Creativity is allowing yourself to make mistakes. Art is knowing which ones to keep. Musings from someone who sees stories everywhere.

Monday, August 26, 2013

Homeland and Beyond

  As we celebrate the 66th anniversary of India’s Independence, many of our compatriots are clamouring for divided identities. The issue of separate statehood for Telangana has reached a feverish pitch, giving a boost to similar demands elsewhere in the country. The cry for Bodoland has resurfaced, Gorkha Janamukti Morcha supporters are calling for a separate Gorkhaland, while the Codava National Council is gearing to press for an autonomous Codava Land. Will the call for a division of Uttar Pradesh build up? When everyone and their neighbours seem to be staking their claim for distinct identities, where will we stand as Indians? Will we support increasingly narrowing sub-divisions and fight among ourselves for shrinking patches of home turf? Or, shall we transcend constricted allegiances and boundaries to become not only Indians, but true citizens of the world? What defines a homeland? Is it ethnicity, language, religion, customs and beliefs? Are we Indians simply because we happened to have been born as citizens of this sovereign republic? Deep inside, do we identify ourselves more strongly as Kannadigas, Punjabis or Marathis, or according to our religious affinities? Where do we really belong?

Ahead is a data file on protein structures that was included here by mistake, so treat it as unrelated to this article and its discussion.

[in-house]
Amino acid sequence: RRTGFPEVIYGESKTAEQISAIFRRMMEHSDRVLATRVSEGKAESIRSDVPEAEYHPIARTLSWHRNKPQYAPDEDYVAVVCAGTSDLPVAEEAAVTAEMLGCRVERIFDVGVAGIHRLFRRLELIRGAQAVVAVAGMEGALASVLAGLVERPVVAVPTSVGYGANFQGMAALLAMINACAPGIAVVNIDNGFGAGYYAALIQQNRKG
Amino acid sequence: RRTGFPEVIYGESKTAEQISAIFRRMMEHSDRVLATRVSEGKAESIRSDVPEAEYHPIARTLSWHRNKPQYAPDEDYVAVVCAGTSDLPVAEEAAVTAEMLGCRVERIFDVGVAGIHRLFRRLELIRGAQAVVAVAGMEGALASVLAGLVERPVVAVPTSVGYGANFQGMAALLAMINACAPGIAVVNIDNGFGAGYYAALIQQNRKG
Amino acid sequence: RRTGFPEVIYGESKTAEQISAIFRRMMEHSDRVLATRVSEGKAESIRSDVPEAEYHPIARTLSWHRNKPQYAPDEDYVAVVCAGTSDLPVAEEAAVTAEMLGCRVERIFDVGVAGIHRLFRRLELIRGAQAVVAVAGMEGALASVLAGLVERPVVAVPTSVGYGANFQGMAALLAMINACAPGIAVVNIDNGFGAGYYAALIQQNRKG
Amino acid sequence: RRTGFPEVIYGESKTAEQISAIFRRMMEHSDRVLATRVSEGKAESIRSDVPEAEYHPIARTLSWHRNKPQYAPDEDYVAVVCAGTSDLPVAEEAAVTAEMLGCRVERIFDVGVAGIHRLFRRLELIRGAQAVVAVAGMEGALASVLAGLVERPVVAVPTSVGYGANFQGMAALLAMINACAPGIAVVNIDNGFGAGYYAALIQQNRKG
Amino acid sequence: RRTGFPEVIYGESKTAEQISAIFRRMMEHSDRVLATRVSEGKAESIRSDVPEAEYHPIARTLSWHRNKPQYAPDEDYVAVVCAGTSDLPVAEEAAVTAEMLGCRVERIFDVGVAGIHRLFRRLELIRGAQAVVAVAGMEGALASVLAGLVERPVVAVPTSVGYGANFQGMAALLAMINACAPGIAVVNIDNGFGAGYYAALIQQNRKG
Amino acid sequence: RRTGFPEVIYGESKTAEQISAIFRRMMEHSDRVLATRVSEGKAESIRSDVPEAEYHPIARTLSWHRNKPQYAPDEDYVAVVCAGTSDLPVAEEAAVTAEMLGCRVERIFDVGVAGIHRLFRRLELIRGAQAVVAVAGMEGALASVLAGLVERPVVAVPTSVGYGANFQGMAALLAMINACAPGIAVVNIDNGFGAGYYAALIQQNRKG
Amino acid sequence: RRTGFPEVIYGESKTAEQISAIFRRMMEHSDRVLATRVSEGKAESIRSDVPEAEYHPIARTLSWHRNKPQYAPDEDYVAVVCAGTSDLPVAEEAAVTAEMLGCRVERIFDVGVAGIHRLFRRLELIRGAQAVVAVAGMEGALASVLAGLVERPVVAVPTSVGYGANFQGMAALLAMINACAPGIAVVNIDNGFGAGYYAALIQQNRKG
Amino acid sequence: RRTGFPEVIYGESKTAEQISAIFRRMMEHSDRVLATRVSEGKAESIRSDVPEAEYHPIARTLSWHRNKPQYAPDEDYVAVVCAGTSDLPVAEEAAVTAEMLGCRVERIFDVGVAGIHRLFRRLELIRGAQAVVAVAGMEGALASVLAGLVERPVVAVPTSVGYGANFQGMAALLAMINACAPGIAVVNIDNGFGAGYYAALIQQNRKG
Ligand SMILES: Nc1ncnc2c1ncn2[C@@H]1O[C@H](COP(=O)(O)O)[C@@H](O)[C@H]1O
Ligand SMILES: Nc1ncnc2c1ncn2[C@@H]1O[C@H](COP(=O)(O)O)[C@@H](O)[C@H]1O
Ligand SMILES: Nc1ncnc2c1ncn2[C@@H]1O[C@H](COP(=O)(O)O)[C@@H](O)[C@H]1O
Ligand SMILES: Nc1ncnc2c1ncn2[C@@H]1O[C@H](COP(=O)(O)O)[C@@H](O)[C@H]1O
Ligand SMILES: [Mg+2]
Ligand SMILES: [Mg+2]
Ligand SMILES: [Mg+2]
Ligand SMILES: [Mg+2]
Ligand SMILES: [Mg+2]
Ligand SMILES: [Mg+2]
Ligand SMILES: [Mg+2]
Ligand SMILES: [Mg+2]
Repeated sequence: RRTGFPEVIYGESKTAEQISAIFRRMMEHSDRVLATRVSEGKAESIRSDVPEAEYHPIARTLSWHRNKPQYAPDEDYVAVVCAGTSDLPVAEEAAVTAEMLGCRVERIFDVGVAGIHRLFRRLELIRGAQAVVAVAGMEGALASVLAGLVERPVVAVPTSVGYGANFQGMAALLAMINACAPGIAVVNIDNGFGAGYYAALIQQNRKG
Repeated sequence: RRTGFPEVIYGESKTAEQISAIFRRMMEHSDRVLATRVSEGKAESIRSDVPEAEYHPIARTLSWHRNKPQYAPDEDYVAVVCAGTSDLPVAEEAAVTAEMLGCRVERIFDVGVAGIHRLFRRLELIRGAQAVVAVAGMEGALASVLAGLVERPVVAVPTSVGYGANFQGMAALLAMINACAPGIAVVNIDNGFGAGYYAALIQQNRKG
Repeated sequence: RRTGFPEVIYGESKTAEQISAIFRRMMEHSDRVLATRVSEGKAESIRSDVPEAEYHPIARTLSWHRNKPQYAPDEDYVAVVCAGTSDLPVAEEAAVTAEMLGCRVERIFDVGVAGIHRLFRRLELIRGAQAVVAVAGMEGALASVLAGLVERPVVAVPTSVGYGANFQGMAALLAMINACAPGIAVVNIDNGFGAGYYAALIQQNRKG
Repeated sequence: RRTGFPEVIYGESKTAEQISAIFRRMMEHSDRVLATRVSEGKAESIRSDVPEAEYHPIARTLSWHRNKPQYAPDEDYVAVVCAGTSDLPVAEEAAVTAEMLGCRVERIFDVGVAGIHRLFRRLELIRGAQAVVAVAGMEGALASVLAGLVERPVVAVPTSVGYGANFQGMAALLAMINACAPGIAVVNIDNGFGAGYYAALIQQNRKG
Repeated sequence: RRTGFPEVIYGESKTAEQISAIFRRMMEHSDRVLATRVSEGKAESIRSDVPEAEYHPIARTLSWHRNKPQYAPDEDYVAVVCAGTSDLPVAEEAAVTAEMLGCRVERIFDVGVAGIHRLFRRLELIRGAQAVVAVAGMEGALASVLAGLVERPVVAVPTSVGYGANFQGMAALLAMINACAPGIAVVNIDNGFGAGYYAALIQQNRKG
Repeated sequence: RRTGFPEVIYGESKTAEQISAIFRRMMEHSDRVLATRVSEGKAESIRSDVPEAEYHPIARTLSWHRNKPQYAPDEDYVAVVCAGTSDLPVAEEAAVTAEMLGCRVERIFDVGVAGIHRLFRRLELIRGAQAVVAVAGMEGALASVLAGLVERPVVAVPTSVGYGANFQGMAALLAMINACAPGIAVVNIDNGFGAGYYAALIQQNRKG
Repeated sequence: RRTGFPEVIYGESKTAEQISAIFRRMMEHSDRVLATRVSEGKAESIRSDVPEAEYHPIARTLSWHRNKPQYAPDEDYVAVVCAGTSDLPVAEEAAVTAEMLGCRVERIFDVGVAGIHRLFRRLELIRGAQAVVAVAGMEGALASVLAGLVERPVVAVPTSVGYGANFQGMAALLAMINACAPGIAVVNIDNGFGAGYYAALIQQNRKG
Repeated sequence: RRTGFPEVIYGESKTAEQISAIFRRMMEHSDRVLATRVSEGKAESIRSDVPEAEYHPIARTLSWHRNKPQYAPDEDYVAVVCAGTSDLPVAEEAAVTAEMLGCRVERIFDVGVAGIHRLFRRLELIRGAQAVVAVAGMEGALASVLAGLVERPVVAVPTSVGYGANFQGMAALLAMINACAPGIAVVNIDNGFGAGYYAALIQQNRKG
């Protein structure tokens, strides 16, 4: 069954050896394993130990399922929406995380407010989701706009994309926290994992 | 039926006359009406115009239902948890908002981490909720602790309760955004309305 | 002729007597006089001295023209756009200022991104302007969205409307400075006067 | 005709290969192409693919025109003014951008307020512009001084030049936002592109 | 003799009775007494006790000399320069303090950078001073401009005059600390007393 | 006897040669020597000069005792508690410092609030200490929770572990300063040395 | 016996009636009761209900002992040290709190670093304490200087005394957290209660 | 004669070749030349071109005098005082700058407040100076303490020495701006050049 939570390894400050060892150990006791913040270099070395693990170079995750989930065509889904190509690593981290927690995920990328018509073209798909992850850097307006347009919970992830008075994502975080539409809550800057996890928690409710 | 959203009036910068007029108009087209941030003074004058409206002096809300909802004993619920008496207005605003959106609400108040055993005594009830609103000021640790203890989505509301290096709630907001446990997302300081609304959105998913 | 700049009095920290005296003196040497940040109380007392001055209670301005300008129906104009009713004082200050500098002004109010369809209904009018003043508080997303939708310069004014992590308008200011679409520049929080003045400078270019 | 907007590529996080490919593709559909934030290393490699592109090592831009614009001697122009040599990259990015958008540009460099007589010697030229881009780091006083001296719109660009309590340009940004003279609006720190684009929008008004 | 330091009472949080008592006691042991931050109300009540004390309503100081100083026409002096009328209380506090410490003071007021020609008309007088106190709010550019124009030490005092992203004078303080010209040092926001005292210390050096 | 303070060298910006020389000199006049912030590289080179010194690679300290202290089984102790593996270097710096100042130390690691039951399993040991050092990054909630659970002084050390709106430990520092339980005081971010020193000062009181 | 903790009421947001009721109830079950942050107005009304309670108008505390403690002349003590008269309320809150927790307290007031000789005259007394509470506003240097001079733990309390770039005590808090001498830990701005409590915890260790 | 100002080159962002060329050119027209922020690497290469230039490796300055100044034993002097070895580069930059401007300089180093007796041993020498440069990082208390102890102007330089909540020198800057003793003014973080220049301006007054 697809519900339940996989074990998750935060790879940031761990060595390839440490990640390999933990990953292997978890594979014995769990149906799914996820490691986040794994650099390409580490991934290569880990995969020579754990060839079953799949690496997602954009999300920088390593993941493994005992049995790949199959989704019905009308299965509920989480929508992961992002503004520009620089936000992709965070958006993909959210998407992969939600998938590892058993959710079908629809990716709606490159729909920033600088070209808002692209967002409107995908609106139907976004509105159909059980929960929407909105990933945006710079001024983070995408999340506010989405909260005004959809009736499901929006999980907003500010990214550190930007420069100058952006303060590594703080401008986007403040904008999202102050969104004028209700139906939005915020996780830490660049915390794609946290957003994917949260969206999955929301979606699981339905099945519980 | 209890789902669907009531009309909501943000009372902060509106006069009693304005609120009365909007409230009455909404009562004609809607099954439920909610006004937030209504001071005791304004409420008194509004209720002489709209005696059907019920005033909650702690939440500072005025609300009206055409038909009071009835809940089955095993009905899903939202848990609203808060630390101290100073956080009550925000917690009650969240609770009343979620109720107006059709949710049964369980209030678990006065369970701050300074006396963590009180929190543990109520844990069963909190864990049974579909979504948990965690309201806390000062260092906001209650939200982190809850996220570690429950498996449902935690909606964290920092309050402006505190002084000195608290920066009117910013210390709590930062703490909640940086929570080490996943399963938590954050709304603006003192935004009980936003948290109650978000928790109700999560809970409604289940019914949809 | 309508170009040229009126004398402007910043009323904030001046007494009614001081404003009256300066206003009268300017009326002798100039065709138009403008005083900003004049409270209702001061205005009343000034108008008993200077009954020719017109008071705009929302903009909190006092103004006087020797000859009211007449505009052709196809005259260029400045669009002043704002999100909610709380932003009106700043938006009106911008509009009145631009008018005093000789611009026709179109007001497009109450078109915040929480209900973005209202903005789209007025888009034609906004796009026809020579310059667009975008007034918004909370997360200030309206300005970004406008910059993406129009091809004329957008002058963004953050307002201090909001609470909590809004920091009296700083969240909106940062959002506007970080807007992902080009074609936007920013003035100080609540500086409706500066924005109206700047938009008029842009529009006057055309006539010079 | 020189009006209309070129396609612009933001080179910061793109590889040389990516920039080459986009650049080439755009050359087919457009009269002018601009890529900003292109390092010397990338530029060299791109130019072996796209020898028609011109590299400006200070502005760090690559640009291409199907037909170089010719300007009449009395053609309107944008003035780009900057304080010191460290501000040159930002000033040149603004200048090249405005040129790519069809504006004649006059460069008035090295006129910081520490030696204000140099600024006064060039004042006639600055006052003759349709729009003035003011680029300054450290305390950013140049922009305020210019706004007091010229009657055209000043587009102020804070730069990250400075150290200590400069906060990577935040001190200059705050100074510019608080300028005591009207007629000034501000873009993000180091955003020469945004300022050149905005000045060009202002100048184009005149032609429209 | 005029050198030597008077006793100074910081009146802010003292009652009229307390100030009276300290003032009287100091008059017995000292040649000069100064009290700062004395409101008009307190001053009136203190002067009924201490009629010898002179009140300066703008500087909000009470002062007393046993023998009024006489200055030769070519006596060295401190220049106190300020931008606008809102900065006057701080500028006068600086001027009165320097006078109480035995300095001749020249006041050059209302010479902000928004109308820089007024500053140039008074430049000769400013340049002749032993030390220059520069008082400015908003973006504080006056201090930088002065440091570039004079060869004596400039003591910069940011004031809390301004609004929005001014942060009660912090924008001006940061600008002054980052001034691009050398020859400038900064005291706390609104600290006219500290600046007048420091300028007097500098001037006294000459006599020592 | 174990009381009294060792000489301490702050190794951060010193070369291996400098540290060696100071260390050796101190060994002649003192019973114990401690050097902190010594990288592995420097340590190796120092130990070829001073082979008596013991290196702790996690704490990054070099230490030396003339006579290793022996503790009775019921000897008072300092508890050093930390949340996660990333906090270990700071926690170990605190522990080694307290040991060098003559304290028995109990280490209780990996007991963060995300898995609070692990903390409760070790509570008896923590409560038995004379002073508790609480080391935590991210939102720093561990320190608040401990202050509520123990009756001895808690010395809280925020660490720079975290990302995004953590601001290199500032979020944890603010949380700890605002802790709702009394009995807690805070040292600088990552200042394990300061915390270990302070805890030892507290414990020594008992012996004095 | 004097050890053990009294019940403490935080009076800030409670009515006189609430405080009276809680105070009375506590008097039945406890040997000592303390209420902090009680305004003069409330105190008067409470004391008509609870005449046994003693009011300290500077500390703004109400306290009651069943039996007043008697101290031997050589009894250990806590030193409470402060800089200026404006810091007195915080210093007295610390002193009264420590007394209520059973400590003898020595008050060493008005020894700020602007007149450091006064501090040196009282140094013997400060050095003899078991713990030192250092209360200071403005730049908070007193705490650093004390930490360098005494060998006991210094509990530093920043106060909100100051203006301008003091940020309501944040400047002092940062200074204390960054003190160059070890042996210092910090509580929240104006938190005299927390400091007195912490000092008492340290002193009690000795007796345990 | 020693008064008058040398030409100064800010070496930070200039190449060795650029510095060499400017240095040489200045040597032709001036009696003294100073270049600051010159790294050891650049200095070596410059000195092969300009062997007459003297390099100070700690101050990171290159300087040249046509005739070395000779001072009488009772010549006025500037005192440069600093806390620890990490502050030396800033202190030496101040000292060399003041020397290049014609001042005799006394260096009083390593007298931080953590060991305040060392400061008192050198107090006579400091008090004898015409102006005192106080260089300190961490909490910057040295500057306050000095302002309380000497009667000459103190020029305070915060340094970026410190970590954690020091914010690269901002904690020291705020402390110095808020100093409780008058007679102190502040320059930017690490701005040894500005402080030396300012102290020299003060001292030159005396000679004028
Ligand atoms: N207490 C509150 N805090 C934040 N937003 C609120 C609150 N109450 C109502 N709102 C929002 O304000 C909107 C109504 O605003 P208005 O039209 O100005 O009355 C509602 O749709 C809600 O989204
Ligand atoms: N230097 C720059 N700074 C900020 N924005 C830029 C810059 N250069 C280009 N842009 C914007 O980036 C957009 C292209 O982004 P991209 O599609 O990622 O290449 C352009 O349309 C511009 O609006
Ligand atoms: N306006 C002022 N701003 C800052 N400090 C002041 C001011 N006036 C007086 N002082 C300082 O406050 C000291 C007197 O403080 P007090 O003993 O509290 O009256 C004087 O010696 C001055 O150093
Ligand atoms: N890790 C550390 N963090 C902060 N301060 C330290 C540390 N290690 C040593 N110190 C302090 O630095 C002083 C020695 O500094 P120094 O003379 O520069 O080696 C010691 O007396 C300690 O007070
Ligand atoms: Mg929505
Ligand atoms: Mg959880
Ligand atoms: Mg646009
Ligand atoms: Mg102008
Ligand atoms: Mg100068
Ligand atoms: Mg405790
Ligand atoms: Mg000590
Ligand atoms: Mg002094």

In recent times, humanity has made rapid strides towards a global community. Yet, today, Indians are flying to foreign shores in droves, not always to open themselves to other cultures, but often to cocoon themselves within ‘little Indias’ overseas. Many prefer seeking out others from their own community and linguistic groups instead of mingling with the locals. Even within the boundaries of our own country, we prefer to associate with members of our own religious and linguistic communities. This can often happen at the exclusion of other groups.

Read my take in full in Sunday Herald

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